About Draw Your Own Solution

Draw Your Own Solution

Resilience is the ability to cope through difficult circumstances, to bounce back from the problems faced in life. The National Lottery Fund defines resilience as ‘the opportunity for and capacity of young people – in the context of adversity – to negotiate and navigate their own way to resources that sustain their mental health’.

The Draw Your Own Solution campaign aims to increase awareness of resilience and understanding of how to help young people become more resilient. The campaign will work with young people, parents, carers, schools and communities to guide young people on their journey to resilience.

The campaign focuses on four resilience areas; emotions & behaviours, health, talents & interests and friendships.

A listening ear

As a parent or carer of a young person, you are extremely influential to their resilience journey. Whilst you cannot control many problems a young person may face in their lives, you can be there to support them to become more resilient in the long run.

One of the most important things you can do as a parent or carer, is to be there for your child, as a listening ear, to support them through difficult times.

Making sure a young person always has someone they can share their worries with, without fear of being judged, can help them to become more resilient and develop healthy coping strategies. You could even create a safe space in your home where your child can come and speak to you about anything.

Health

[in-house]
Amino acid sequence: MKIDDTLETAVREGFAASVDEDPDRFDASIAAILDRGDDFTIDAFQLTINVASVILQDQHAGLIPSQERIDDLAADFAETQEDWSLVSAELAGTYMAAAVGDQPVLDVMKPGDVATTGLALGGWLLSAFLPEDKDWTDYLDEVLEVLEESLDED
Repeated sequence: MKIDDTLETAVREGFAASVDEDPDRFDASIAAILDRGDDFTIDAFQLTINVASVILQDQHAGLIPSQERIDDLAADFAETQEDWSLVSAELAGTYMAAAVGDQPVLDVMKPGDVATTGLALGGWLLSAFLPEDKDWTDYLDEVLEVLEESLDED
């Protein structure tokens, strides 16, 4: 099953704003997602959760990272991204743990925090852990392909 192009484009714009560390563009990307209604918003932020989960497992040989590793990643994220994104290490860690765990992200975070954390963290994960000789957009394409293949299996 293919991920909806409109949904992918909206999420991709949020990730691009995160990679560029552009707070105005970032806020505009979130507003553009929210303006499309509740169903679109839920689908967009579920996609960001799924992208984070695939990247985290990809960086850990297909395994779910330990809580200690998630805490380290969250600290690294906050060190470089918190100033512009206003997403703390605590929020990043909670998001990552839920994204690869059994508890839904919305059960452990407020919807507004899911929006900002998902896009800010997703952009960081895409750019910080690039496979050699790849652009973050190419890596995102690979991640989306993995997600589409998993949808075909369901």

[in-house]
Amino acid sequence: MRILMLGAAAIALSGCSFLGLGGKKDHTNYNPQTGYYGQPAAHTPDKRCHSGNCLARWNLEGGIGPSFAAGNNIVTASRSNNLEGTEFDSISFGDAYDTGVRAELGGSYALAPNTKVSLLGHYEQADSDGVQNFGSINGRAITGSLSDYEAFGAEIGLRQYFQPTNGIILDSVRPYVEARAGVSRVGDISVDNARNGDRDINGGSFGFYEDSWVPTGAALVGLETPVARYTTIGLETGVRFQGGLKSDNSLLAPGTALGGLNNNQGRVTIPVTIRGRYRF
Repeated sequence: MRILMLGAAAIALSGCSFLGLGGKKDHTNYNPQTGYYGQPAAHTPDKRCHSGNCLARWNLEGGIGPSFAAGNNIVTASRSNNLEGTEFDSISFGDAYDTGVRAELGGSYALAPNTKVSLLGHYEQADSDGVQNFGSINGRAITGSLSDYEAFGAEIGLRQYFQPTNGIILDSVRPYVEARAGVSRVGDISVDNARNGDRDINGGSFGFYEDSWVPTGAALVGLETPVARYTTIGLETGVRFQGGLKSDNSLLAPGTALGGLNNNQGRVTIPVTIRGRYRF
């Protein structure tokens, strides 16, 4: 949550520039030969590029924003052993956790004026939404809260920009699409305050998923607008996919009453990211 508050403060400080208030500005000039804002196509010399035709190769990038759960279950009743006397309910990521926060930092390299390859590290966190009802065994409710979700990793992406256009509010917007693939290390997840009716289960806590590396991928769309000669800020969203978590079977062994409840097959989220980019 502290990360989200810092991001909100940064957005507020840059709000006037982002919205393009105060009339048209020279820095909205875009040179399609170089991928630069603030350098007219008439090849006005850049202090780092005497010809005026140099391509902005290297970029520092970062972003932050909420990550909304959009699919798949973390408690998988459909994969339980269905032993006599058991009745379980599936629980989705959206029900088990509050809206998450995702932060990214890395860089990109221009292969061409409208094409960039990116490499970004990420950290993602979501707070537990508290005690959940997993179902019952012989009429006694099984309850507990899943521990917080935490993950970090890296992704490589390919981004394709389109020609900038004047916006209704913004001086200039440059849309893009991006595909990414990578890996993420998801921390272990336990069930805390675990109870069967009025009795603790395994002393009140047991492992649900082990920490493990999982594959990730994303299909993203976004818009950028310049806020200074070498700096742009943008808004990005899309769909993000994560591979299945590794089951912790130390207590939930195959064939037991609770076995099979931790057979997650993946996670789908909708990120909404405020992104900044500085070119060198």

As a parent or carer, you can influence your child’s health through the food you have in your home. Try to encourage your child to eat fruit and vegetables, drink water and limit junk food. You could encourage your child’s interest in cooking home made food by asking them to find a recipe online and helping them make it for the family.

You can also motivate your child to be more active. You could even turn exercise into fun, quality family time by suggesting a bike ride, walk, or by playing football or tennis in the garden. If your child doesn’t enjoy PE lessons or traditional sports, try to find something they do enjoy it could be dancing, yoga or hiking.

Talents and Interests 

Every parent or carer can see how talented their child is. Encouraging them to pursue their talents and interests inside and outside of school, is a great way to help your child become more resilient. Your child can learn key emotional skills through talents and interests. For example, if your child loses a sports match, they learn how to control their emotions and behaviours when they are disappointed and they also learn how to overcome a setback. Hobbies can also help young people to feel more confident and they provide a sense of belonging and identity. You can encourage your child to take part in their hobbies by showing interest in their progress, encouraging them to talk to you about it, researching further information online and finding time in the day for them to practice at home – whether their interest is painting or playing football – it all helps.

Friendship

Who your child makes friends with is something you cannot control, which makes it difficult to see your child going through problems with their friends. Although you cannot control this element of their lives, you can talk to your child about what it means to be a good friend and what positive friendships look like. This could be being non-judgemental, supportive and inclusive. It is also important for you to demonstrate good friendship in your own life, so your child can identify what it means to have good friends and to be a good friend.

By working together, we can help young people in Kent become more resilient.

Get in touch

If you have a story to tell about a young person’s resilience in Kent, or how you helped someone on their resilience journey, get in touch! You can email us at [email protected]